If the images can be shown while giving a federally-sanctioned talk about combating bullying, then the Department of Education should also show them when FOIA requests are made for the slides used by Jennings.
Italian Film Festival's Closing Weekend;
Thumbs Up for 'Quiet Life' & 'Habemus Papam'

The latest edition of the San Francisco Film Society's annual survey of new Italian cinema concludes this weekend, and I have some advice regarding three of the films. All films are being shown down at the Embarcadero Cinema.

This evening "A Quiet Life" screens at 6:30, and it's a taut crime thriller highlighted by a terrific performance from Toni Servillo in the lead role of Rosario. Two youthful, quick-tempered Italian criminals show up at the elegant lodge and restaurant in Germany where Rosario works, and they lie about their true intentions.

Rosario keeps them at arms-length because of his own past full of secrets, and tensions mount as the young criminals plan and carry out a murder against a local businessman. Desperate to hold on to his new identity, wife and son, and the comfortable life he's made for himself, Rosario schemes to prevent the criminals from ruining his life and harming his family.

I was on the edge of my seat throughout, as the motivations and true identities of the male leads are gradually revealed. One narrative distraction is a subplot involving a waitress at the restaurant, but it doesn't take up much screen time. The cinematography stands out in its virtuosity, with an excellent tracking shot early in the film at the lodge and a crane shot showing the isolation of the more hot-headed young Mafiosi enhancing the the story.

A very satisfying film, one I highly recommend.

Also showing tonight is "20 Cigarettes" at 9:30, and it receives thumbs-down from me and I need to disclose I didn't watch all of it.

Starting in Rome in a comedic vein, we are introduced to  Aureliano, a young cameraman and political activist hanging out with his pot-smoking college buddies, as he prepares for what he expects to be a fun-filled gig working on a documentary in Iraq. Once in the war-torn country, the reality of armed conflict rears its ugly head and Aureliano is seriously wounded in an attack by insurgents.

Using a hand-held camera we're shown Aureliano's bloody and torn body, as he cries out for help to stop his bleeding and intense pain. I watched the film on DVD and had to fast-forward past these gruesome scenes, and quickly lost interest as the storyline shifted back to a lighter tone and stopped watching the movie.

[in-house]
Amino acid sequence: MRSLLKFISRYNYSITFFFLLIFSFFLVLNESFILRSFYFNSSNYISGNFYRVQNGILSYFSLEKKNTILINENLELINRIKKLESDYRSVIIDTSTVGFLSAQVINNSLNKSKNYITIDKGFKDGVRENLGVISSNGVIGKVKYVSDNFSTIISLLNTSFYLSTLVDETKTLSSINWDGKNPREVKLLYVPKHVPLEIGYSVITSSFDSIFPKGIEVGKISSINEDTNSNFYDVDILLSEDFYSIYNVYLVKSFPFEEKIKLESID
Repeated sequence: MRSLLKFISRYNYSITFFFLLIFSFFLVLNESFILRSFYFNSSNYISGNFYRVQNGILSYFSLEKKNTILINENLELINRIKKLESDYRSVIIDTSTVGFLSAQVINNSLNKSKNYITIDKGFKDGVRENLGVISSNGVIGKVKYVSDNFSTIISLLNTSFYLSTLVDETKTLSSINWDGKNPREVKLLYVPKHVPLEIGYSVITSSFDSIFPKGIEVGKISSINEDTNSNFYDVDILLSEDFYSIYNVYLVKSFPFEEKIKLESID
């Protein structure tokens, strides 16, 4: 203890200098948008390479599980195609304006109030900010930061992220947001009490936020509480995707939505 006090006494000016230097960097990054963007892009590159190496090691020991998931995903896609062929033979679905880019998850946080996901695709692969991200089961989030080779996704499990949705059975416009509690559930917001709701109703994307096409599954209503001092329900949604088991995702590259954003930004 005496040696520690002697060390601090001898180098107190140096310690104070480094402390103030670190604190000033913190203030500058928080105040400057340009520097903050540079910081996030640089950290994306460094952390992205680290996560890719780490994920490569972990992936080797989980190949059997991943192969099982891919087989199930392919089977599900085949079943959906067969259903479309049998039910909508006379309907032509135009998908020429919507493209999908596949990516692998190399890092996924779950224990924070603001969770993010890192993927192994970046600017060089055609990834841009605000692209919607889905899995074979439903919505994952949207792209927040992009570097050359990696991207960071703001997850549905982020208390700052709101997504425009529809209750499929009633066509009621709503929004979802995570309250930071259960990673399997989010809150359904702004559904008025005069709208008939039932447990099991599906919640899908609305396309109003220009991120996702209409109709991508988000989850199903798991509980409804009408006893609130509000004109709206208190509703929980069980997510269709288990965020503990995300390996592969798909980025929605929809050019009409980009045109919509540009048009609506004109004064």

"20 Cigarettes" was not my cup of cappuccino.

The closing night film "Habemus Papam" ("We Have a Pope"), plays on Sunday at 6:30 and 9:15, starring Michel Piccoli as a new pope questioning his faith and ability to serve as  head of the Catholic church.

Mixing some laugh-out-loud comic situations with dramatic internal Vatican political power plays, the film takes a few confusing turns but the acting by Piccoli and writer/director Nanni Moretti as the psychiatrist brought in to help the pope is beautifully constrained and enjoyable to watch.

The lavish sets and gorgeous costumes are top-notch, providing a fabulous eye-pleasing backdrop to the film. All of the subplots are not plausibly resolved by the end, but getting there is much fun.

Despite its flaws, "Habemus Papam" is quite entertaining and recommended.

Click here for information on tickets to these and the other Italian films playing at the Embarcadero Cinema today, tomorrow and Sunday.

(All photos courtesy of the San Francisco Film Society.)

Thursday, November 17, 2011

Andy Humm to Mixner:
Disassociate Yourself from Bloomberg

(Andy and Ann. Credit: Bill Bahlman.)

Democratic gay consultant David Mixner's post about Tuesday's assault on Zuccotti Park, in which he fails to mention Mayor Michael Bloomberg and deplore him by name for the raid and trampling on the First Amendment, today has a wonderful comment from a reader.

Andy Humm, who's an old friend and veteran LGBT/AIDS/progressive activist in New York City, and co-host with Ann Northrop for Gay USA, had this to say to Mixner:

Please accept responsibility for helping put Bloomberg back in office and condemn his fascist tactics in trying to stop OWS--brutality against the demonstrators, clearing their camp in the dead of night, throwing their library into a dumpster, and barring the press from covering it. You endorsed him for his outrageous grab at a third term. It is not too late to disassociate yourself from him. 

Thanks so much, Andy, for pushing Mixner to do the right thing and speak out against Bloomberg's dangerous political maneuvers in recent days. So far, Mixner has not responded to Andy's comments, a situation that I hope changes. Silence about Bloomberg is quite lame.